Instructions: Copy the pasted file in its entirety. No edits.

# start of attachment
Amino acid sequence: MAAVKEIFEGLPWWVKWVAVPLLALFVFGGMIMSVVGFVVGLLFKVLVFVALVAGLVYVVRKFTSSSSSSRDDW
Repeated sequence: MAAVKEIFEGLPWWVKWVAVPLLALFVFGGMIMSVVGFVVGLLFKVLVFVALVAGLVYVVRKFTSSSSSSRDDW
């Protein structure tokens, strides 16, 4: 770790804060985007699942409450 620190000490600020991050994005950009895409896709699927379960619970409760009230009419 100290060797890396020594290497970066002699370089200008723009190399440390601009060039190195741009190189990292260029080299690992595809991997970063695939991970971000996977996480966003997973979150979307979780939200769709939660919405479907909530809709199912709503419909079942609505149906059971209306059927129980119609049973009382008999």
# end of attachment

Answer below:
Amino acid sequence: MAAVKEIFEGLPWWVKWVAVPLLALFVFGGMIMSVVGFVVGLLFKVLVFVALVAGLVYVVRKFTSSSSSSRDDW
Repeated sequence: MAAVKEIFEGLPWWVKWVAVPLLALFVFGGMIMSVVGFVVGLLFKVLVFVALVAGLVYVVRKFTSSSSSSRDDW
């Protein structure tokens, strides 16, 4: 770790804060985007699942409450 620190000490600020991050994005950009895409896709699927379960619970409760009230009419 100290060797890396020594290497970066002699370089200008723009190399440390601009060039190195741009190189990292260029080299690992595809991997970063695939991970971000996977996480966003997973979150979307979780939200769709939660919405479907909530809709199912709503419909079942609505149906059971209306059927129980119609049973009382008999």